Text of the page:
Latin American Economic System
The Latin American and the Caribbean Economic System, officially known as Sistema Económico Latinoamericano y del Caribe (SELA), is an organization founded in 1975 to promote economic cooperation and social development between Latin American and the Caribbean countries. In the early 1990s, its representatives consisted of members from 28 countries and took part in the General Agreement on Tariffs and Trade (GATT) negotiations, which led to a new global agreement on restrictions on trade and established the World Trade Organization (WTO).
The Latin American Council represents SELA's policy-making body and meets once a year. The main administrative body is the secretariat, located in Caracas, Venezuela.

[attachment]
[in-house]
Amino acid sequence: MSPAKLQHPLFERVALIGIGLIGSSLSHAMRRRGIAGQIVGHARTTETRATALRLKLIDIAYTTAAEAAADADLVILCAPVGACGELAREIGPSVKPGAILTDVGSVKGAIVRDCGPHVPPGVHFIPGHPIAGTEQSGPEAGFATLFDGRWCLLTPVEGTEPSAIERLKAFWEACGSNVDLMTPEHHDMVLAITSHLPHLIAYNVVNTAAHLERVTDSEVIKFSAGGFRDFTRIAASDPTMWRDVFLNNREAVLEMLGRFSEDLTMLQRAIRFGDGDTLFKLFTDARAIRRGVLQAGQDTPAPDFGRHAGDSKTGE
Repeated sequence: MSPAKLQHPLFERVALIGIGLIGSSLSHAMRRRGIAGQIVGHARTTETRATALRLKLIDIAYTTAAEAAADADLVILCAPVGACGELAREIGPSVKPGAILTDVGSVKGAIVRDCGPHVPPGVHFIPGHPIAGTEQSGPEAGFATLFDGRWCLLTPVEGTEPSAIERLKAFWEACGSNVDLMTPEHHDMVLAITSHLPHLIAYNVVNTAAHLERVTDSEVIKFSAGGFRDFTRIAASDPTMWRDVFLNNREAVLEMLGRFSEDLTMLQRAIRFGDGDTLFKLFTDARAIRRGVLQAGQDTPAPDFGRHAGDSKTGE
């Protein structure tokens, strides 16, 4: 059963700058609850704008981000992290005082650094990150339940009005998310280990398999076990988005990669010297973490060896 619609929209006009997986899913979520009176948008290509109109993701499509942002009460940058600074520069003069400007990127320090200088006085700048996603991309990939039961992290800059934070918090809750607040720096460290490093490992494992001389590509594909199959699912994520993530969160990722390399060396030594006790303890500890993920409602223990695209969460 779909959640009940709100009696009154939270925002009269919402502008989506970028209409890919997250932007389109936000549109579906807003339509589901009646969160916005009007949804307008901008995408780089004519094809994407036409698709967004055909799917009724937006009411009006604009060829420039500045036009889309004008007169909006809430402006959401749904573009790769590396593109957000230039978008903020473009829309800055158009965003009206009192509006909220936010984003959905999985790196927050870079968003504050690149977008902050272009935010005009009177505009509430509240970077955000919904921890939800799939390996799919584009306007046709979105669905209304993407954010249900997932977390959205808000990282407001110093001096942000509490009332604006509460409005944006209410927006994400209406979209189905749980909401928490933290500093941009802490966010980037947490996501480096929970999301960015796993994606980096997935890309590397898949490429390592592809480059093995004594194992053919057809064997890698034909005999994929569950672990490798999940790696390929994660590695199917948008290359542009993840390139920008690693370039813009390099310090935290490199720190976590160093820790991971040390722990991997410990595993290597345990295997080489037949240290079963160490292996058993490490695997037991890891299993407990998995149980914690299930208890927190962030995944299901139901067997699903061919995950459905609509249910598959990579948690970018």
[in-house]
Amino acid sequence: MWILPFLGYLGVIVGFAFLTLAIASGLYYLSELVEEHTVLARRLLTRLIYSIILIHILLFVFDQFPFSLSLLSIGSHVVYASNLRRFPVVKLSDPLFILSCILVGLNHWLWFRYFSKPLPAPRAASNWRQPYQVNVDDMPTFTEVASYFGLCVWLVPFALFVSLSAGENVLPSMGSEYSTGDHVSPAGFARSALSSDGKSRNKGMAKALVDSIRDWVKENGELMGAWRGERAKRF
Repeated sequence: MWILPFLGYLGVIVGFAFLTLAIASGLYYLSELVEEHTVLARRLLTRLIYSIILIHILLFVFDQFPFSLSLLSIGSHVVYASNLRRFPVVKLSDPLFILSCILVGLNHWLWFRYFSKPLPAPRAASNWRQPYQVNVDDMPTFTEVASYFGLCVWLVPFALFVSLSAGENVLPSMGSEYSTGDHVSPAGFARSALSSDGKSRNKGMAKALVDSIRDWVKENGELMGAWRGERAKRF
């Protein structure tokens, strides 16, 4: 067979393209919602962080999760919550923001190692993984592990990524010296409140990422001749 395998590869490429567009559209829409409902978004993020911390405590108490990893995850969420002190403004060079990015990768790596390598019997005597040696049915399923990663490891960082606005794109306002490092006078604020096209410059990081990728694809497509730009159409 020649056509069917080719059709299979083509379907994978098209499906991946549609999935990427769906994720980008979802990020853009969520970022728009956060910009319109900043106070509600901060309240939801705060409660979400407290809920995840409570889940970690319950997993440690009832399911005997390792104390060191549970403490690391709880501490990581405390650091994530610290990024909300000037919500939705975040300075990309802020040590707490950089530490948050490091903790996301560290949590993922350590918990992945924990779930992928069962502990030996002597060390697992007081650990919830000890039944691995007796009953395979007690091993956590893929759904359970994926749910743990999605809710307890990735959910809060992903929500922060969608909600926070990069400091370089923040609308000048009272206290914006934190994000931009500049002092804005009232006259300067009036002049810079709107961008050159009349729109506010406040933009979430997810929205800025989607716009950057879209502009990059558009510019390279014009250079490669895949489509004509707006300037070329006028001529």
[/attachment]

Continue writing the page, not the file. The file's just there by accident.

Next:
International relations scholar Sheldon Liss, in Diplomacy and Dependency: Venezuela, the United States, and the Americas (1978) described the initial objectives of SELA:
SELA, composed of twenty-five member states, and to which Venezuela contributes the largest share (17 per cent) of the budget, hopes to: restructure international commerce in basic commodities in order to raise developing states' export values, improve trade conditions, stimulate industrial development, control foreign-based transnational corporations, create Latin American multinational companies which will use to better advantage the human, technological, and financial resources of the area, sponsor organizations to process and market raw materials, improve the negotiating power of the member states, and plan joint economic strategies.
SELA members deem it likely that Venezuelan oil wealth will permit them easy access to petrodollars for use as finance capital. (pp 271, 2.)